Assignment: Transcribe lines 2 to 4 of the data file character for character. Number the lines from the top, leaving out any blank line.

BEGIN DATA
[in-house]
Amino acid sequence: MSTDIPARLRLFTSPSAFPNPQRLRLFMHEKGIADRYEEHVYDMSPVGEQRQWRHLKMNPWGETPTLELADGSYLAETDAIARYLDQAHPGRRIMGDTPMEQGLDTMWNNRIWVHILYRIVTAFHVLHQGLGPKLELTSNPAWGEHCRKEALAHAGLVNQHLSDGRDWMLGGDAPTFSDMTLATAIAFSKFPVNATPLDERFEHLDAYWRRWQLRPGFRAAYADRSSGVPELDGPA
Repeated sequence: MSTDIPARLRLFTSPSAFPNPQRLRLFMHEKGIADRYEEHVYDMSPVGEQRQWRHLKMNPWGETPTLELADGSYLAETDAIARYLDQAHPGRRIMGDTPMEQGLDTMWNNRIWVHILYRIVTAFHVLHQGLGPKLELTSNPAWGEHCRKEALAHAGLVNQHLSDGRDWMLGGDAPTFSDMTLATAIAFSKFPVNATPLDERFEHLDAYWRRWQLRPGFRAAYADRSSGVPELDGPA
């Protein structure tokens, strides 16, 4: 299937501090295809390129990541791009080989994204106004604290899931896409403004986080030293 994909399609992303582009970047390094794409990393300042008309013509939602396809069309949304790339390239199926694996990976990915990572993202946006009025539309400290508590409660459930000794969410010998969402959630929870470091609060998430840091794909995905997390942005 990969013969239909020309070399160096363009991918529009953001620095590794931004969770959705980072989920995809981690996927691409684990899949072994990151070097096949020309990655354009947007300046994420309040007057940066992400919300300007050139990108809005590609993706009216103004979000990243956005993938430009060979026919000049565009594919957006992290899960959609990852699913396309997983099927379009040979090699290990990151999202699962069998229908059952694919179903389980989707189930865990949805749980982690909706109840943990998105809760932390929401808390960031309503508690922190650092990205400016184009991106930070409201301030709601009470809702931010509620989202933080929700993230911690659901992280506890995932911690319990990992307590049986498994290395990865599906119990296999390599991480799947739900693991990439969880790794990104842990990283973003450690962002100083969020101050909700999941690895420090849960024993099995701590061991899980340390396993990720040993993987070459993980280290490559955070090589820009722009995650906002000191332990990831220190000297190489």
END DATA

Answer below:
Amino acid sequence: MSTDIPARLRLFTSPSAFPNPQRLRLFMHEKGIADRYEEHVYDMSPVGEQRQWRHLKMNPWGETPTLELADGSYLAETDAIARYLDQAHPGRRIMGDTPMEQGLDTMWNNRIWVHILYRIVTAFHVLHQGLGPKLELTSNPAWGEHCRKEALAHAGLVNQHLSDGRDWMLGGDAPTFSDMTLATAIAFSKFPVNATPLDERFEHLDAYWRRWQLRPGFRAAYADRSSGVPELDGPA
Repeated sequence: MSTDIPARLRLFTSPSAFPNPQRLRLFMHEKGIADRYEEHVYDMSPVGEQRQWRHLKMNPWGETPTLELADGSYLAETDAIARYLDQAHPGRRIMGDTPMEQGLDTMWNNRIWVHILYRIVTAFHVLHQGLGPKLELTSNPAWGEHCRKEALAHAGLVNQHLSDGRDWMLGGDAPTFSDMTLATAIAFSKFPVNATPLDERFEHLDAYWRRWQLRPGFRAAYADRSSGVPELDGPA
């Protein structure tokens, strides 16, 4: 299937501090295809390129990541791009080989994204106004604290899931896409403004986080030293 994909399609992303582009970047390094794409990393300042008309013509939602396809069309949304790339390239199926694996990976990915990572993202946006009025539309400290508590409660459930000794969410010998969402959630929870470091609060998430840091794909995905997390942005 990969013969239909020309070399160096363009991918529009953001620095590794931004969770959705980072989920995809981690996927691409684990899949072994990151070097096949020309990655354009947007300046994420309040007057940066992400919300300007050139990108809005590609993706009216103004979000990243956005993938430009060979026919000049565009594919957006992290899960959609990852699913396309997983099927379009040979090699290990990151999202699962069998229908059952694919179903389980989707189930865990949805749980982690909706109840943990998105809760932390929401808390960031309503508690922190650092990205400016184009991106930070409201301030709601009470809702931010509620989202933080929700993230911690659901992280506890995932911690319990990992307590049986498994290395990865599906119990296999390599991480799947739900693991990439969880790794990104842990990283973003450690962002100083969020101050909700999941690895420090849960024993099995701590061991899980340390396993990720040993993987070459993980280290490559955070090589820009722009995650906002000191332990990831220190000297190489």